Last modified: Friday, April 3, 2009
Students in IU Bloomington Virtù Project raise money for Timmy Foundation
FOR IMMEDIATE RELEASE
April 3, 2009
BLOOMINGTON, Ind. -- Next Thursday (April 9), students in Indiana University's Liberal Arts and Management Program will present a check to the Timmy Foundation, which works to secure health care and education for children in poor regions of Central and South America, the Caribbean and Africa.
The $7,610 donation is the work of the Virtù Project, an original social entrepreneurship initiative in which students learn effective business skills while raising money for a worthy cause. Students will present the check to Timmy Foundation founder and President Dr. Chuck Dietzen at noon on Thursday, April 9, in the Maple Room of the Indiana Memorial Union.
"We're excited that so many people donated, and we're grateful for the support we've received from university officials and faculty members," said Krista Bergman, a junior from Batesville, Ind., and the Timmy Foundation liaison for the Virtù Project.
Launched in November 2007, the Virtù Project was set up to raise money for the Timmy Foundation by having donors make pledges to a mock investment portfolio. The portfolio is developed and managed by students in the Liberal Arts and Management Program (LAMP), an honors-level interdisciplinary program in the College of Arts and Sciences in cooperation with the Kelley School of Business. Each "investor" agrees to make an annual donation to the Timmy Foundation equal to investment earnings.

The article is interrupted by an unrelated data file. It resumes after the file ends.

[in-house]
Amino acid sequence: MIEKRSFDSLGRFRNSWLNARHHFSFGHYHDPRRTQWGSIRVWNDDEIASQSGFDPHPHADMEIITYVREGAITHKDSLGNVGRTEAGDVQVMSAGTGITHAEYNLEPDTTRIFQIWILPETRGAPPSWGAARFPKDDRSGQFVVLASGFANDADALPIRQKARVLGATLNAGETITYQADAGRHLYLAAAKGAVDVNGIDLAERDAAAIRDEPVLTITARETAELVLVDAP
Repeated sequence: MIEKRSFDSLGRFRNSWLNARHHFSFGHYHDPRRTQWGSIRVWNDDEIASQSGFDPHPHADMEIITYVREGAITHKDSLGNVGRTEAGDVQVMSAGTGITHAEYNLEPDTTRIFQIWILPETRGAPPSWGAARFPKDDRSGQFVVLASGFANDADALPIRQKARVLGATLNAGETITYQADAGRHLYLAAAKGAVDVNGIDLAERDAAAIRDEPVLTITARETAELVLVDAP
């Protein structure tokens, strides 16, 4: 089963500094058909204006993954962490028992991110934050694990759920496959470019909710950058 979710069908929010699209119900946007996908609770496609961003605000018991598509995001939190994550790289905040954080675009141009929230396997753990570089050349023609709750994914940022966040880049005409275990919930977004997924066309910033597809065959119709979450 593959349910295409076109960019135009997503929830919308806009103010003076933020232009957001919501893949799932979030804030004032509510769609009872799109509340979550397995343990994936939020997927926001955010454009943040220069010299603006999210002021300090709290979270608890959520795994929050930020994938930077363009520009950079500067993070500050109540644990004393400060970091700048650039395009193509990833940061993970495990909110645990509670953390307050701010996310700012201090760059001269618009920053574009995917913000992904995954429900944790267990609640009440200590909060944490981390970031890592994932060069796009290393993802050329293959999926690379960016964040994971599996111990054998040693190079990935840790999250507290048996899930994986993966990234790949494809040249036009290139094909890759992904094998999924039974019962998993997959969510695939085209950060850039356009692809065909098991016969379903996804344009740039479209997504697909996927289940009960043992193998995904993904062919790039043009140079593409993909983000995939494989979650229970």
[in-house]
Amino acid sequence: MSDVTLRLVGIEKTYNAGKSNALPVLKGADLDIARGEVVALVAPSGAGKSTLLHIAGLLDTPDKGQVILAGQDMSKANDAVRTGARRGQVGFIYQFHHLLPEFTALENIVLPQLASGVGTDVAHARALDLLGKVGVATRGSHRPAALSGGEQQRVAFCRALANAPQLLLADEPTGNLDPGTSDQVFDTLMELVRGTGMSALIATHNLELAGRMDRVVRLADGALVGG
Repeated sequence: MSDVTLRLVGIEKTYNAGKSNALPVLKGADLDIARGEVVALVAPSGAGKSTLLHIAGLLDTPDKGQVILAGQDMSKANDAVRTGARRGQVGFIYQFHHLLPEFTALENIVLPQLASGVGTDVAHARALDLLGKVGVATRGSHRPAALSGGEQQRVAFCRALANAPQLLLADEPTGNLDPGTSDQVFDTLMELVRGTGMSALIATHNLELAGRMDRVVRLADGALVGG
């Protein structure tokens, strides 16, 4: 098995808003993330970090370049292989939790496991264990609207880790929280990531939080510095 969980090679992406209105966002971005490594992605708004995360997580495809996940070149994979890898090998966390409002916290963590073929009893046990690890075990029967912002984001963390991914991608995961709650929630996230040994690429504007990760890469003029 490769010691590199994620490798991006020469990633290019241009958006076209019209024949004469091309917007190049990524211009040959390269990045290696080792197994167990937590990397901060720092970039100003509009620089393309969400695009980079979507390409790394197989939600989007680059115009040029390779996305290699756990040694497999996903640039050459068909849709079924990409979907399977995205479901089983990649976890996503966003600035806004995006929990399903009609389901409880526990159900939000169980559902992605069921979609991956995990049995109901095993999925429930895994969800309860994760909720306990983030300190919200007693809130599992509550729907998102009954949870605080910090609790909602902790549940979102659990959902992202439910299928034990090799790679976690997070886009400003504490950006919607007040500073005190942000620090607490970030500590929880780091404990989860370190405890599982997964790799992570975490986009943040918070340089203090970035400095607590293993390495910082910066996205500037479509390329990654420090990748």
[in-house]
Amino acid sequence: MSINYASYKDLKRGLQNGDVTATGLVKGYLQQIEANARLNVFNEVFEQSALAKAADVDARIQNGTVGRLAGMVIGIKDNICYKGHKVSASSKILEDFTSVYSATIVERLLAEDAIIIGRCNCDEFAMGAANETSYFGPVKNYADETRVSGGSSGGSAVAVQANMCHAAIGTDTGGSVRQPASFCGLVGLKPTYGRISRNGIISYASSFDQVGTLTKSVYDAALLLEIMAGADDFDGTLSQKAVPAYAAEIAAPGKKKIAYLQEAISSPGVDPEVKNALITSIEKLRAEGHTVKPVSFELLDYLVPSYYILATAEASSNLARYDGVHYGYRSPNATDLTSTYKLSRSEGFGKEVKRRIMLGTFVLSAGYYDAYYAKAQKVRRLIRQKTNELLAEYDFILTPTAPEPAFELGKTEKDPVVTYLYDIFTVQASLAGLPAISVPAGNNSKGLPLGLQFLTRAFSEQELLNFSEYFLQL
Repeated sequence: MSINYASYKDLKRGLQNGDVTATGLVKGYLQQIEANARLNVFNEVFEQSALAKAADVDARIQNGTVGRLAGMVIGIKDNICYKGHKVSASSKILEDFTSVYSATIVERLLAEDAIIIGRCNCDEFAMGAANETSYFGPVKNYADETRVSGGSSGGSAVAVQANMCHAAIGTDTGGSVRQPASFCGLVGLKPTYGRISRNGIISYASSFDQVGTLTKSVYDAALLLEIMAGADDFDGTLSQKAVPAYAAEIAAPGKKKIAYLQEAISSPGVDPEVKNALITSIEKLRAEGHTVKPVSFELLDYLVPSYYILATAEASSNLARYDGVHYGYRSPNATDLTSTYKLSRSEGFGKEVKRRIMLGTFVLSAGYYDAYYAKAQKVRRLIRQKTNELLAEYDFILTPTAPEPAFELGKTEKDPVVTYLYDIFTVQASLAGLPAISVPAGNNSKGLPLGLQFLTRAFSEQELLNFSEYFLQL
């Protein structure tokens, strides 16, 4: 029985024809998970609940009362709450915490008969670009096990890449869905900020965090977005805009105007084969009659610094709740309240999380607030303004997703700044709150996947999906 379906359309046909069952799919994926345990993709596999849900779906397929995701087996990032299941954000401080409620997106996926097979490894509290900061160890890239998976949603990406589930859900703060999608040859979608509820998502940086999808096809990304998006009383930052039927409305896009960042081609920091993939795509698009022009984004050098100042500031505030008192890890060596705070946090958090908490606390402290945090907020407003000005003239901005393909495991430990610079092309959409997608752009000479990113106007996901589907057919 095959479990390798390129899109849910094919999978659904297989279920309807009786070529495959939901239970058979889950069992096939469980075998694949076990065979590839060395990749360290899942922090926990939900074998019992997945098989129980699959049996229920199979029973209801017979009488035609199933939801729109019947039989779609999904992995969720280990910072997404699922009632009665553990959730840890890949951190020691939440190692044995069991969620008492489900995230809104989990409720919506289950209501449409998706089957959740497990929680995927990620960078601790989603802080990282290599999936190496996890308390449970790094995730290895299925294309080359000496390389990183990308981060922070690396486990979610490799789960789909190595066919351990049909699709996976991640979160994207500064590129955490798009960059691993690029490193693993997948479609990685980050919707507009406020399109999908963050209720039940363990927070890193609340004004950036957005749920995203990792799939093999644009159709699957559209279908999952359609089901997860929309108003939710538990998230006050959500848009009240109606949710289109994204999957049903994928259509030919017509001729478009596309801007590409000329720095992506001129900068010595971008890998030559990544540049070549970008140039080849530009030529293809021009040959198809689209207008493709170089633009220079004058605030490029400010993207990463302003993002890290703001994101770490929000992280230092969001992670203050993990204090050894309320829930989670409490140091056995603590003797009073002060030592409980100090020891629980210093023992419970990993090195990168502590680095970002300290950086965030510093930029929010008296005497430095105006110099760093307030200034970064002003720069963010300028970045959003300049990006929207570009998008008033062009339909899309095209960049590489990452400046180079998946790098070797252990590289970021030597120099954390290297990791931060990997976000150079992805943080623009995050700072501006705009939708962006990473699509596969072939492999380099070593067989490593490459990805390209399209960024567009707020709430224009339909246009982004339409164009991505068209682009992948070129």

As it turned out, the stock market plunged in value during the first year the project was in operation. But a sizeable percentage of investors still made voluntary donations, resulting in the $7,610 check that will be presented next week.
"I'm very proud of the LAMP's Virtù students," said Jim Madison, director of LAMP and the Thomas and Kathryn Miller Professor of History at IU Bloomington. "They have learned a great deal about philanthropy, organization and teamwork as they raised money for others in need."
Students involved with the Virtù Project build relations with donors and garner pledges; work with IU faculty and staff to develop an investment strategy; and prepare contracts and reports and keep records.
Bergman, who has served an internship with the Timmy Foundation, said the IU project is continuing and growing, with future donations tied to annual earnings figures for the investment portfolio. Student involvement has doubled since last year, and educational opportunities have increased in such areas as donor relations, investment, marketing and communications.
For more information on the Virtù Project, see http://www.indiana.edu/~virtu/. For information on LAMP, see http://www.indiana.edu/~lamp. To learn about the Timmy Foundation, see http://www.timmyfoundation.org.